07 May 2008

Collection of fuel efficiency tips


So I always try to limit my gas use for financial and environmental reasons, so do you. Here is a short list of the ways I change my car and driving to save gas:
  1. Fewer trips - obvious: take the bike, carpool, many errands on same trip, walk, etc.
  2. Drive slower - the speed limit is a good easy estimate. Most automatic transmission cars are most efficient at the speed when they shift into their highest gear. For example, my 1991 Toyota Camry station wagon shifts into 5th gear at 55mpg - if I kept driving 55 and was always in 5th gear, that is where my car would be most efficient. Driving slower also makes you more efficient by limiting the impact of wind resistance - it increases exponentially about 55mph. My goal speed depends on how much of a rush I'm in (see below).
  3. Don't rush - makes you drive slower (above) but also prevents rapid acceleration or braking. Braking kills your efficiency, downshifting to accelerate does too - and these are things you do when you're rushed (i.e., trying to pass others, coming up too fast on a light or another, slower, car).
  4. Get a fuel consumption gauge to tell you your efficiency - I like the Scangauge II but it only works on cars that are relatively new (about 1992 and higher, using the OBD II connection system). Lets you see what changes in your habits and car do to your efficiency.
  5. Basic maintenance - change the oil, get a tune up. This is probably the easiest thing you can do and it will save you money in other repairs over time.
  6. Inflate your tires - even over inflate them a little (just a little, not more than 5psi unless you're feeling like you can risk death without inconveniencing your friends and family - a .05% increase in efficiency is probably not worth the risk of a .05% increased risk of death or injury if for no other reason than it will probably cost more to repair your car after a tire blows out then you'll save.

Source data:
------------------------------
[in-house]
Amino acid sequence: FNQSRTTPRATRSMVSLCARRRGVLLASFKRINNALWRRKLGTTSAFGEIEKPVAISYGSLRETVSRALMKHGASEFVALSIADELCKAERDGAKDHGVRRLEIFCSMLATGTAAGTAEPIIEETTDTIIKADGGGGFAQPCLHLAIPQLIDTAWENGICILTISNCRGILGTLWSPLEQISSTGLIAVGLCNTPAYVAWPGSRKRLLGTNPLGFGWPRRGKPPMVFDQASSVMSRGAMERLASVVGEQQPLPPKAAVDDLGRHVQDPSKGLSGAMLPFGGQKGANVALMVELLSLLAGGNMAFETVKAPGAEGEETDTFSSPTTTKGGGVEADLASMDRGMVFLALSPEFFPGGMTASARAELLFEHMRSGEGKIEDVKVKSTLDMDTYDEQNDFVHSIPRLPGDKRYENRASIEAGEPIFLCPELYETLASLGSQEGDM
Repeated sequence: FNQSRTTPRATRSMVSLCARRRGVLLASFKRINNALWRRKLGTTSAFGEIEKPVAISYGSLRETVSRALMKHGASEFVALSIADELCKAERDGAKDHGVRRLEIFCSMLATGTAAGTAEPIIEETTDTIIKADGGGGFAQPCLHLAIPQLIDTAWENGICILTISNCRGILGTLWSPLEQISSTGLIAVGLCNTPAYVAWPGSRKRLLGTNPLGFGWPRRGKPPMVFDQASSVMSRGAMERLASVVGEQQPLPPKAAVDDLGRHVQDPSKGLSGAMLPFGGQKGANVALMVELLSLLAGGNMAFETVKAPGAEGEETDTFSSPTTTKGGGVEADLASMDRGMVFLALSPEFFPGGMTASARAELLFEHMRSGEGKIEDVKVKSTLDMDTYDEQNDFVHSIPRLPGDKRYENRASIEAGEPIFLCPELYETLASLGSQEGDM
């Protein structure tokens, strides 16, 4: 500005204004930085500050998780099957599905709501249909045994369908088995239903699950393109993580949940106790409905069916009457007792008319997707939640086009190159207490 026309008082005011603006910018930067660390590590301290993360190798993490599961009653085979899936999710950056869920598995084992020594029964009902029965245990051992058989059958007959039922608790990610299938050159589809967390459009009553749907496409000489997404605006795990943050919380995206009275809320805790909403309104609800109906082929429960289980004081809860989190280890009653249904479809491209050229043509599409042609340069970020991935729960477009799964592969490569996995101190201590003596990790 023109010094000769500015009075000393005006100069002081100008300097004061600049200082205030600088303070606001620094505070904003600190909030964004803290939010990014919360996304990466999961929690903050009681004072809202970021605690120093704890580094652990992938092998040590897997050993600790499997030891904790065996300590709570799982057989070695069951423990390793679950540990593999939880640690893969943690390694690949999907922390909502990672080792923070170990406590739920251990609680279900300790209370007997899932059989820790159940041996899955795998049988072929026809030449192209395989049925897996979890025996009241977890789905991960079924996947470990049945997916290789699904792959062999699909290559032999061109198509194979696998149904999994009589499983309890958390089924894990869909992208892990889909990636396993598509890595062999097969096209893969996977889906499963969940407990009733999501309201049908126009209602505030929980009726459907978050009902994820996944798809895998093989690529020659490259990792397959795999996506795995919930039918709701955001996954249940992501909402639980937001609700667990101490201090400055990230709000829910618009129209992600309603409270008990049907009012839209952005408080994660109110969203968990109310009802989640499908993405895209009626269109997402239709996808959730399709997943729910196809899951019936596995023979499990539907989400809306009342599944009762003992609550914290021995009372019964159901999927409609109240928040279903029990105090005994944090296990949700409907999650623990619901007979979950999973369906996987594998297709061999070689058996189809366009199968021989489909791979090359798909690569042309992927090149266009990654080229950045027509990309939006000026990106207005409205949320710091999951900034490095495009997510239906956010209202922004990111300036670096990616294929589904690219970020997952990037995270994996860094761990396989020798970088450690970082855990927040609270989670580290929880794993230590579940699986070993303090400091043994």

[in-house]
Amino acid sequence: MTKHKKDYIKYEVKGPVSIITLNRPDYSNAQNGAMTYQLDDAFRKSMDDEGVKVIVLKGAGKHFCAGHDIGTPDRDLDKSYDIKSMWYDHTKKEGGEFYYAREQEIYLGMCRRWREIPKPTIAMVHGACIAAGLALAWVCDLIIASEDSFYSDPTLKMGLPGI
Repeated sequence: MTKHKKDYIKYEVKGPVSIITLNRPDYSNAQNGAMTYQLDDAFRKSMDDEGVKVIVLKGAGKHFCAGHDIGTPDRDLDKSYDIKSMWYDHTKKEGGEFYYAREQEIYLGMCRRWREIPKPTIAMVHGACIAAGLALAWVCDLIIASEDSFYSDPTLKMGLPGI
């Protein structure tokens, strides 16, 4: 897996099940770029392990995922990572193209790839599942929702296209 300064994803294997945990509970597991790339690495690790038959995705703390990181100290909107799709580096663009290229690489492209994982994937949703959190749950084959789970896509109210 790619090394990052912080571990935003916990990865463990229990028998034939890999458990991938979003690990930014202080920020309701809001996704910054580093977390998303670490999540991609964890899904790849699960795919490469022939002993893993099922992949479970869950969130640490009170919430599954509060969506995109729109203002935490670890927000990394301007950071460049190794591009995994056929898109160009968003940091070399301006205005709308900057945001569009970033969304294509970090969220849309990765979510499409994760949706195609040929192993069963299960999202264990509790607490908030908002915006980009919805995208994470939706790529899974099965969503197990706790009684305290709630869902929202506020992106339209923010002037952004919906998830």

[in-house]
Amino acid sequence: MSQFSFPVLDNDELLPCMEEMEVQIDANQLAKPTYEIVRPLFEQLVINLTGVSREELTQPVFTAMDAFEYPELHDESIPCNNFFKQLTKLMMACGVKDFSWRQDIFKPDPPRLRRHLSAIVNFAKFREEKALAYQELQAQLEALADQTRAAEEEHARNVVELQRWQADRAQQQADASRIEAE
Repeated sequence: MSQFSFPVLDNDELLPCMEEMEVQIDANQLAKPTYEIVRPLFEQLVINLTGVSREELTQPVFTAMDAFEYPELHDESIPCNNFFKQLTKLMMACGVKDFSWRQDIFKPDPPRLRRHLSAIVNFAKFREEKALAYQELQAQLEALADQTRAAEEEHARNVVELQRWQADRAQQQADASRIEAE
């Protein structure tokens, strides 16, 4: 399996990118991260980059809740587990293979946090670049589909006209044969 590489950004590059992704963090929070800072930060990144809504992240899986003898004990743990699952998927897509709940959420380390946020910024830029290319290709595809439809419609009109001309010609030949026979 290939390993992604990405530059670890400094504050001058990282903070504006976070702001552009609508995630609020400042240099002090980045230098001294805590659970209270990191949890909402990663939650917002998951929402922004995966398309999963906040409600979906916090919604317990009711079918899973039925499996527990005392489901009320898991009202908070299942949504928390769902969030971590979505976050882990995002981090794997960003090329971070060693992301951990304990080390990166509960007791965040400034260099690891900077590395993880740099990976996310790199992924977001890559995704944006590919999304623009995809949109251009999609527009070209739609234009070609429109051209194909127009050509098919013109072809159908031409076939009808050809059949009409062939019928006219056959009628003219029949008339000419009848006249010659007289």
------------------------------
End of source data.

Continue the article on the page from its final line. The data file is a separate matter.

7. Put a cover over your front grill - keeps the engine warmer (and sooner) which is good for max MPG and makes you a little more aerodynamic (but just a little on most cars). You can go crazy making your car more "aero" but the returns are usually limited. The grill cover gives you the most increase in efficiency for the lowest cost and time. I'm going to use coroplast (corogated plastic - get it at a sign store, they'll give you scraps for free usually - also useful for guinea pig cages).
  8. Get okay fuel - Sierra club rated the big gas companies, BP seems to be on top, Chevron and 76 in the middle, Shell super lame. I've heard from mechanics to get 76 or Chevron also, but I believe the "quality" of your gas depends more on the individual station and whatever sediment or other crap their tanks have collected over time. Who knows, Costco is probably a good bet too - at least the price is right and they have no reason to screw over members who give them such easy money.
  9. Draft trucks - dangerous to get too close, but following a big truck gives you a small increase in efficiency. Don't get too close - it's more efficient generally, but if you have to brake even a little it overcomes any advantage you gain from drafting.
  10. Want to do more? Become a "hypermiler" by looking for tips at www.ecomodder.com
  11. Longer list (100+!) here

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